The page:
Quick Thoughts

The Case for Journalists and Mastodon

Unless you've been disconnected from the world for the past few days you've likely heard something regarding Elon Musk banning some journalists from Twitter. And some news agencies have even gone so far as to post articles regarding how to sign up for Mastodon in response. But I think this banning of journalists' accounts might end up being one of the best things that ever happened. For Mastodon, that is.

Journalism and the "Big News" organizations, whether they be TV or print media have always wanted to control where their content is seen. This is done mostly to monetize it. You don't really see CNN content on YouTube for instance - you have to go to CNN's website for that. Once there, watching any clip will likely result in ads and more importantly for CNN in this case, ad revenue. The same can be said with the dreaded paywall most of the folks reading this actively try to avoid.

But in the social media world, this gets challenging. News outlets have to go where the people are and where are the people mostly? Facebook and Twitter. So all the news outlets have a presence there. But the goal is still the same: post enough content to get you to leave your social media site and go to theirs.

But what if Mastodon reached what I call "critical mass"? That's the point where you're joining because that's where your friends are. Now how could news outlets use Mastodon to their advantage as well as the advantage of all users?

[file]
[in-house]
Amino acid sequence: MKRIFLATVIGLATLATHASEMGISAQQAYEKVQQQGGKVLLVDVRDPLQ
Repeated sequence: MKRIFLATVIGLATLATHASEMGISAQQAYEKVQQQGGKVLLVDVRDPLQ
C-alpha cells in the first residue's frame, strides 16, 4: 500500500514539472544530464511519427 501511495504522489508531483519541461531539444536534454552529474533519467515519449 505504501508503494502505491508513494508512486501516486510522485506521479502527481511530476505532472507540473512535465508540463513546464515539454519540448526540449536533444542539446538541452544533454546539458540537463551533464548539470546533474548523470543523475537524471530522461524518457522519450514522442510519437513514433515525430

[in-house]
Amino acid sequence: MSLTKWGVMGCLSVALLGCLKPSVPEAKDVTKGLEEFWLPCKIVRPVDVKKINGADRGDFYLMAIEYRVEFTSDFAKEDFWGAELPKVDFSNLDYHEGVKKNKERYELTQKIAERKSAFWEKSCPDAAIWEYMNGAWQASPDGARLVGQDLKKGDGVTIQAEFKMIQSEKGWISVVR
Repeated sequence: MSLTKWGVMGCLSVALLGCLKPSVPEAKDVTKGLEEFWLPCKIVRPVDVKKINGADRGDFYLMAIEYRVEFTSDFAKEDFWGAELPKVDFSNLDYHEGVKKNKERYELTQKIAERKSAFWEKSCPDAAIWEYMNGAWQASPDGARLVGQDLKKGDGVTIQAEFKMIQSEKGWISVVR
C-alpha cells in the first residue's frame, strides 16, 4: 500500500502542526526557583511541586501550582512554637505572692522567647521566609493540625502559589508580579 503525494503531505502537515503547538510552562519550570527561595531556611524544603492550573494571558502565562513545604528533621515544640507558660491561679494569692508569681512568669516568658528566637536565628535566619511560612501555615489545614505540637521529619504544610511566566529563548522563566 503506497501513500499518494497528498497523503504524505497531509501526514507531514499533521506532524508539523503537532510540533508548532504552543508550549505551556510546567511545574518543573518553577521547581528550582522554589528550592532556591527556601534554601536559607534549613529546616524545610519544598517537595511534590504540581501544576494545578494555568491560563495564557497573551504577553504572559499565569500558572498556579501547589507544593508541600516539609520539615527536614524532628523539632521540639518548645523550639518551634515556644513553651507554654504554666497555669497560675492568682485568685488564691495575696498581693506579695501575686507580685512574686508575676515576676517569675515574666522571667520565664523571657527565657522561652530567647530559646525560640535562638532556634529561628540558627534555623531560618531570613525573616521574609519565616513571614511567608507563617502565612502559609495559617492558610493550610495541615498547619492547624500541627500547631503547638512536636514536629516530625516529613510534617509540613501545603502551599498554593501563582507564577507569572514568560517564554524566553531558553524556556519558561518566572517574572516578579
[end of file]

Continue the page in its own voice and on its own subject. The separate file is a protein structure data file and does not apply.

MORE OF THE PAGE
By creating their own instances.

Imagine it. Being able to go to mastodon.washingtonpost.com and seeing every post from all their reporters in one place. To me, this solves the number one problem with Mastodon - verification. By its very nature (i.e. being federated) it's really impossible to know whether the account claiming to be a journalist from the Washington Post really is. Oh sure, you can do the URL verification but that would be a nightmare for the journalist trying to get the IT folks that run the site to add their line of HTML code for their mastodon.social account to the website. With a local, in-house instance, this problem is fixed. And from a branding perspective, you'd know without a doubt that the account you're following really is from the Washington Post because it would be right there in the account name.

There are other benefits too. With the news outlet running their own instance, the Freedom of the Press is restored. I mean, what outlet is going to ban their own reporter? Running their own instances might also allow the news organizations to do more hard-hitting, investigative journalism as they wouldn't be worried about being blocked or banned from social media sites for sharing such stories.

But what if a reporter leaves? Well, Mastodon solves that too. The reporter would just migrate their account to the instance of their new news organization, bringing all their followers with them automatically.

Another benefit for the fediverse is all the accounts are in the same place. So if you ran an instance and wanted nothing to do with a particular news organization for whatever reason blocking their instance would be a single act that would prevent anything from their organization getting into your users' timeline. Users could also take this action a la carte as they please, just like now.

I really can't understand why some big news organization hasn't taken this step yet. Maybe it's just to resource intensive to get something stood up. Maybe they don't know how. Whatever the reason, I believe that in the end it will only take one. One outlet to stand up a server and then everyone else will hop on board as well. And I think if that does happen, it'll be a big win not just for journalism, but for Free and Open Source Software as a whole.

I'd love to hear your thoughts on this. Use the "Follow me!" button at the top of the page to find me on Mastodon and tell me what you think.